• Blog instead of hiring a PR firm [I have to say, I now subscribe to startup RSS feeds to check on what they are doing – Ed]
• Keep conference calls to a minimum [Amen to that!]

Paul Sweeney of VoiceSage chimed-in with some suggestions (again, I’ve edited this down a bit):

• Not all your hardware has to be new
• Put the money into making the product great;
• Every meeting has to have a purpose
• No company credit cards;
• Build Social Capital with everyone in the company
• Conferences are for customers, not ego.
• A two hour lunch can be the best executive meeting you’ll have if you run it the right way.
• You are a start up, de facto everybody works flexi-time, early late, weekends. But let people do things during the day as well such as pick the kids up.
• Bad customers close companies.
• Don’t pay anyone to do YOUR killer business plan.

And there are plenty more tips where that came from around the blogosphere right now.

The while discussion is highly relevant to the UK and Ireland because right now lots of startups are figuring out HOW to startup. Last weekend about 100 startups went to the Sun Microsystems organised Startup Camp London (an unconference) to figure all this out. TechWeb sent a camera to the event (video below) and I’m sure you’ll find the themes mentioned familiar.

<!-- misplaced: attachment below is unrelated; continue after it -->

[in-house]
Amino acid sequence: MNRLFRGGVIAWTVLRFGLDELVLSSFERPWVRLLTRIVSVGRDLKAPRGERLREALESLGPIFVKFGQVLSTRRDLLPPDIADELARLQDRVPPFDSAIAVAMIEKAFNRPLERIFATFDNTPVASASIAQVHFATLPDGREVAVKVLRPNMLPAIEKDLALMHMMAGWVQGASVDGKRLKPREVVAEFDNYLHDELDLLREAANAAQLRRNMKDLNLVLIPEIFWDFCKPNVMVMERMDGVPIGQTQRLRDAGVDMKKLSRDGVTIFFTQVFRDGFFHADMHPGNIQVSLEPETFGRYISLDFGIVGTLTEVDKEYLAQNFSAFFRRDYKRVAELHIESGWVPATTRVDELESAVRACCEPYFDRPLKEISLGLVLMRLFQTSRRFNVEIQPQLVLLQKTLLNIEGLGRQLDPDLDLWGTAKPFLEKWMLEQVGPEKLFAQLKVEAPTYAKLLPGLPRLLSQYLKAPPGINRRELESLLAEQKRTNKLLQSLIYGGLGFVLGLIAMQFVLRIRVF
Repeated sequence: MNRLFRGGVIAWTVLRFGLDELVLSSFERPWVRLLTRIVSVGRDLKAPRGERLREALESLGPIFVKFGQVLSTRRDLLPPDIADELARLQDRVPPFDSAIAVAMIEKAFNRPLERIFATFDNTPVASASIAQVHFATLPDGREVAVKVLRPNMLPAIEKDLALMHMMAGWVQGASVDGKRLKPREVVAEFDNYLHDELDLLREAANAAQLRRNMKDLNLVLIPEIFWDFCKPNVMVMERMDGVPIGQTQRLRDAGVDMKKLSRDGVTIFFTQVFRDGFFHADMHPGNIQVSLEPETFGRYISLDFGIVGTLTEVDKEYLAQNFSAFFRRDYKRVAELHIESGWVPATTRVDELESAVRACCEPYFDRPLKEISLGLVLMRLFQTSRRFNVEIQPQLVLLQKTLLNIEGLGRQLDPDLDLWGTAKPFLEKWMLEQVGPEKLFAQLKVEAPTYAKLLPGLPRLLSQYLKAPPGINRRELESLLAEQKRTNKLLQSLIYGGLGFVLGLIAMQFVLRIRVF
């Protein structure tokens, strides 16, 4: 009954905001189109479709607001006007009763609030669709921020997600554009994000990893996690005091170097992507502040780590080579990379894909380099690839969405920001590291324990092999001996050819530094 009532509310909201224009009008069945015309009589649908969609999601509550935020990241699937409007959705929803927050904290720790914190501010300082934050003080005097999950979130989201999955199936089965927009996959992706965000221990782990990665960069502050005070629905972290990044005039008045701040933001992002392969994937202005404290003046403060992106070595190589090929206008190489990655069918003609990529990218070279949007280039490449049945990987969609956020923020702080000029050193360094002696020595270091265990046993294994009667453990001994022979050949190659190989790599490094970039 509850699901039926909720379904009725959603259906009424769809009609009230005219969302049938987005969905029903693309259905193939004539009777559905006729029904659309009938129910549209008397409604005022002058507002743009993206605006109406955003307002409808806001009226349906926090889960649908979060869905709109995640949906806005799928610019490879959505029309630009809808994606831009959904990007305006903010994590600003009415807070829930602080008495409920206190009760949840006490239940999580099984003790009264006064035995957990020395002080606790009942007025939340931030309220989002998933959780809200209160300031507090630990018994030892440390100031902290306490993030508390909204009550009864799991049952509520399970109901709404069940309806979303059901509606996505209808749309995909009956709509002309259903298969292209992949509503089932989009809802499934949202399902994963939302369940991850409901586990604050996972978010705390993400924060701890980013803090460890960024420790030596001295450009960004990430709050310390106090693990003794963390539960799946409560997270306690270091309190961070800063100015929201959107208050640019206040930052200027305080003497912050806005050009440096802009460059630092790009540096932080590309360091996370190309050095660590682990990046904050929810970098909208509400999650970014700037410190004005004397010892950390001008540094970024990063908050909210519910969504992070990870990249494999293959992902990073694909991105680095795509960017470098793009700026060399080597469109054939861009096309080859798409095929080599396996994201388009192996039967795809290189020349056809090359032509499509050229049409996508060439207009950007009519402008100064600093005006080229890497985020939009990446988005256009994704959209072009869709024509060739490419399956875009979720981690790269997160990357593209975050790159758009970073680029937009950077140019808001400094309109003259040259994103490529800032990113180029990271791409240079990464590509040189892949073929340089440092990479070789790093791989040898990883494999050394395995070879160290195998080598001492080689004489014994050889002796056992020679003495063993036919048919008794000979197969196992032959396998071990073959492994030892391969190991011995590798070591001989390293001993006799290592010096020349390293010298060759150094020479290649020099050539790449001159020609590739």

Meanwhile, feel free to add your thoughts to this debate in the comments below, especially regarding the particular issues you face with starting-up in the UK, Ireland or Europe.

For my part I can only add that – talking to a lot of startups – people are the most important thing, after that it’s strategy, and the other stuff, like free coffee, you figure out as you go along.

(NB. Congrats to for winning the startupcamp competition, and runners up WebCanvas and Mapness))